Tuesday, June 9, 2015
The Captain’s Story: Book One, by Marie Cheryl Eddings
Doctor Robert Thomas Temple is a man of many parts. Born into poverty and violence, he works his way out of an urban combat zone to build personal prosperity. Finishing university as an engineer and inventor, he goes to war in Vietnam as an Air Force Lieutenant and intelligence analyst. He soon becomes known to grunts in the bush as “one scary dude” for his sniper skills and the speed of his martial arts movements. More than one Viet Cong partisan will have reason to call him “the Tall Assassin” in their own language.
Starting at an early age, Bob becomes a man who loves women—and more than one of them loves him. Lessons learned from his first intimate teacher will draw many to his bed, for good or ill. One ex-wife hates him, though her mother would happily give him references. His business partners call him “Colonel” or “Doctor,” but to the women who live with him he is “The Captain”... and they'll be more than happy to sail or serve under him.
Now, another young woman wants to enter the Captain's life. Having fallen for one of his lady lovers, Marie decides that if she's to be with Desiree, then she'd better meet the man who Desiree goes home to and adores. When Desiree and her co-mistress Renate propose to add an eighteen year-old Library Science major to the Captain's stable of eager mares, he lays down the law: Marie must first research and write his biography—without their help. She needs to know him as a person and a friend in all of his many parts, before playing bedtime games. “Sex with strangers may sound like thrills...but more often than not, it's a lonely business.”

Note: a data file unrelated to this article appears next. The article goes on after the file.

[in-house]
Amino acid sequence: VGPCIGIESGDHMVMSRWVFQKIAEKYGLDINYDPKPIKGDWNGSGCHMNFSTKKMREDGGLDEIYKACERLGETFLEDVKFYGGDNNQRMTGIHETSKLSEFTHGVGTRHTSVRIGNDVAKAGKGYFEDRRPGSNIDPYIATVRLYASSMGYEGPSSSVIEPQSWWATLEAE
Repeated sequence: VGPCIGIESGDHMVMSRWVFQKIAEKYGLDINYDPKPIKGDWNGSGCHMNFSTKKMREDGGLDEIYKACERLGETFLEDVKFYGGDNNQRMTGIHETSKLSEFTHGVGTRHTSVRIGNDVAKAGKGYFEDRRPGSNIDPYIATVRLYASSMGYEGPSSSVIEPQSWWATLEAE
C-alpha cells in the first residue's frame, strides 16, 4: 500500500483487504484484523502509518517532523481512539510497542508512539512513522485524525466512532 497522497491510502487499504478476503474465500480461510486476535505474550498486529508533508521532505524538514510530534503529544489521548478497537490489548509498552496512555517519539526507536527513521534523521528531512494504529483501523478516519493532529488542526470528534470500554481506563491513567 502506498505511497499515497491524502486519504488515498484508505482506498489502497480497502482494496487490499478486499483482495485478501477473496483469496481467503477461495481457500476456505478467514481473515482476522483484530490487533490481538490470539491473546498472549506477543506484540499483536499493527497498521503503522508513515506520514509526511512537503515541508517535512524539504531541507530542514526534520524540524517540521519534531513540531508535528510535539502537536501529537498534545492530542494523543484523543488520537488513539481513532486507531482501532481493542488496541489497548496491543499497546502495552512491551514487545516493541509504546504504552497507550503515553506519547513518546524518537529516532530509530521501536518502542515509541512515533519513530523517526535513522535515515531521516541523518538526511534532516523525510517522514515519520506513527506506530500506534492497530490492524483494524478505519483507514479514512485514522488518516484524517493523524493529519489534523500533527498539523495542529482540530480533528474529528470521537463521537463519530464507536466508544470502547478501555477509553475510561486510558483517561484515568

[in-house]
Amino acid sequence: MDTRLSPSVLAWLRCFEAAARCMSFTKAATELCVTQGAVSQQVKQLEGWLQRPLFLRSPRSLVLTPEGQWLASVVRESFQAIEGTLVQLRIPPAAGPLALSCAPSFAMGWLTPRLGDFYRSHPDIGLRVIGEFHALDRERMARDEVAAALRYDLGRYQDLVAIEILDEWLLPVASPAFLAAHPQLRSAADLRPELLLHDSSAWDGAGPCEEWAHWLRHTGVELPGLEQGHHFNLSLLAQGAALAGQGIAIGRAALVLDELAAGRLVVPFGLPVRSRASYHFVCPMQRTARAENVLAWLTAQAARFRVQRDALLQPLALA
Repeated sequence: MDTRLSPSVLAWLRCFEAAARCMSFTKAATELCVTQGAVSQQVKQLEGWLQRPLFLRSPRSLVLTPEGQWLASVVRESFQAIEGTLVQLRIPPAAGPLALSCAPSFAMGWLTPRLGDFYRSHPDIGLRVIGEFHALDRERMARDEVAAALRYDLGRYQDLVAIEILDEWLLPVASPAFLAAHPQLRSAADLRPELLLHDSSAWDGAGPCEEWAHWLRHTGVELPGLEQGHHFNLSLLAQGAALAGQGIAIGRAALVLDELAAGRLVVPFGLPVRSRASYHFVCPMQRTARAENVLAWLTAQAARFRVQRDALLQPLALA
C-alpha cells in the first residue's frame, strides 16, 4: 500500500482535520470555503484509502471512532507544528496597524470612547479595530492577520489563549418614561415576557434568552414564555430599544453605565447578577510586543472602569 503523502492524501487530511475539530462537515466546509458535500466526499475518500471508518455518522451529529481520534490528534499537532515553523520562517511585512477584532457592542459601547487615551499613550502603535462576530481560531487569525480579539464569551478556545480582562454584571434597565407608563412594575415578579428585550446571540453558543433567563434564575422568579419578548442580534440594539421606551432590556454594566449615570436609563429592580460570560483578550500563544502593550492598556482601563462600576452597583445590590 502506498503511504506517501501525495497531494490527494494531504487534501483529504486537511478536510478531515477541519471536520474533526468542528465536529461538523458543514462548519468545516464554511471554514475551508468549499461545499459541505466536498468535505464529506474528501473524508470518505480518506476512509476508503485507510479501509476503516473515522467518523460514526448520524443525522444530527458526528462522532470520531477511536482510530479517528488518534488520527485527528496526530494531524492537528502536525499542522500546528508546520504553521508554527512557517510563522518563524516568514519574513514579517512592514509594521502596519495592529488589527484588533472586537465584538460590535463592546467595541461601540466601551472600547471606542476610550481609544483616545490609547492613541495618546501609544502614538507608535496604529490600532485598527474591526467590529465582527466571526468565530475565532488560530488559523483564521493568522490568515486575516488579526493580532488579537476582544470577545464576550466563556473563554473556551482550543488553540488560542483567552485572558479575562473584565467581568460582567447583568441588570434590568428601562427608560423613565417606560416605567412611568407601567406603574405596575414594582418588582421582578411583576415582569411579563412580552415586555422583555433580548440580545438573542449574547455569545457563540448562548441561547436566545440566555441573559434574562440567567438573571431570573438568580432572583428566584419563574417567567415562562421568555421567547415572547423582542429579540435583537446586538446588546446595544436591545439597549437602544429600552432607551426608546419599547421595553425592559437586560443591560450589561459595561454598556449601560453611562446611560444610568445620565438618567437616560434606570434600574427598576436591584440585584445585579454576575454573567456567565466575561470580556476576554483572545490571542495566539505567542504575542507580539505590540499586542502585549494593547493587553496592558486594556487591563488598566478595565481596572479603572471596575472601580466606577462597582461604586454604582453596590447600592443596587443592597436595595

The person who Marie discovers in her research and shared time will become one of her “life teachers,” shaping the person she becomes as an adult, even as she falls in love again. She will learn many things from the Captain and his women—and from others for whom she cares.
Set against a turbulent backdrop of fifty years, The Captain's Story is a journey through war and remembrance, love and loss, and learning the oldest lesson: “The more we love, the more we can love.”
The Captain's Story is intended for mature audiences.
Review by Julie Grimm:
I was asked by the author to give an honest review of this book. Thinking it was erotica, I was waiting to get to that part and realized I would be waiting a very long time for that to happen! This is actually a war story with quite a lot of erotica in it. I felt like the Captain’s erotic relationships unnecessarily lengthened the book.
I almost stopped reading it because the beginning was difficult to read due to the changing points of view and the air quotes. I found the numerous air quotes used by the author disconcerting, and I stumbled on them every time because they were not needed for the reader to understand what was being said.
I mostly enjoyed The Captain’s Story when his life starts being told from a narration point of view. Robert Temple, aka The Captain, was encouraged to read books by the school librarian, the junk yard guy gave him the opportunity to learn about electronics, and an older lady taught him about sex. The copious amounts of knowledge he gleaned in a short amount of time served him well as he began his career in the military and served in the Vietnam War.
It seemed to me that the war terminology was very precise and accurate, and the story from that point is very well written and the editing well done.
Length: 773 Pages